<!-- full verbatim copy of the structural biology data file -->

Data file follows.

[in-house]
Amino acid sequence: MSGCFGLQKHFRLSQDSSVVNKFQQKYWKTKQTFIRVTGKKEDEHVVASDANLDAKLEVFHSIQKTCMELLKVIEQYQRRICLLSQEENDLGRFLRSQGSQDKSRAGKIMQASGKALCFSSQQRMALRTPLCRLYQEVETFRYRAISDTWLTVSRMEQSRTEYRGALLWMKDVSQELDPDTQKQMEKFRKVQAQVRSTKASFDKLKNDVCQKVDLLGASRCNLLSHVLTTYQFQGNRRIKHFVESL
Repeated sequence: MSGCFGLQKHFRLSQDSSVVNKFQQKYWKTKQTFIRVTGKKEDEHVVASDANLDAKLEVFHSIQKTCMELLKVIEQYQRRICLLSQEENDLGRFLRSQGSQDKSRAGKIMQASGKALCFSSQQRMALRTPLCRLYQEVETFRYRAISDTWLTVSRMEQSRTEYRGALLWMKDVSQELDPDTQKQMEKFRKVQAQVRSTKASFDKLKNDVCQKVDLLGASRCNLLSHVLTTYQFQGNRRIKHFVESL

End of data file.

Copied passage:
[in-house]
Amino acid sequence: MSGCFGLQKHFRLSQDSSVVNKFQQKYWKTKQTFIRVTGKKEDEHVVASDANLDAKLEVFHSIQKTCMELLKVIEQYQRRICLLSQEENDLGRFLRSQGSQDKSRAGKIMQASGKALCFSSQQRMALRTPLCRLYQEVETFRYRAISDTWLTVSRMEQSRTEYRGALLWMKDVSQELDPDTQKQMEKFRKVQAQVRSTKASFDKLKNDVCQKVDLLGASRCNLLSHVLTTYQFQGNRRIKHFVESL
Repeated sequence: MSGCFGLQKHFRLSQDSSVVNKFQQKYWKTKQTFIRVTGKKEDEHVVASDANLDAKLEVFHSIQKTCMELLKVIEQYQRRICLLSQEENDLGRFLRSQGSQDKSRAGKIMQASGKALCFSSQQRMALRTPLCRLYQEVETFRYRAISDTWLTVSRMEQSRTEYRGALLWMKDVSQELDPDTQKQMEKFRKVQAQVRSTKASFDKLKNDVCQKVDLLGASRCNLLSHVLTTYQFQGNRRIKHFVESL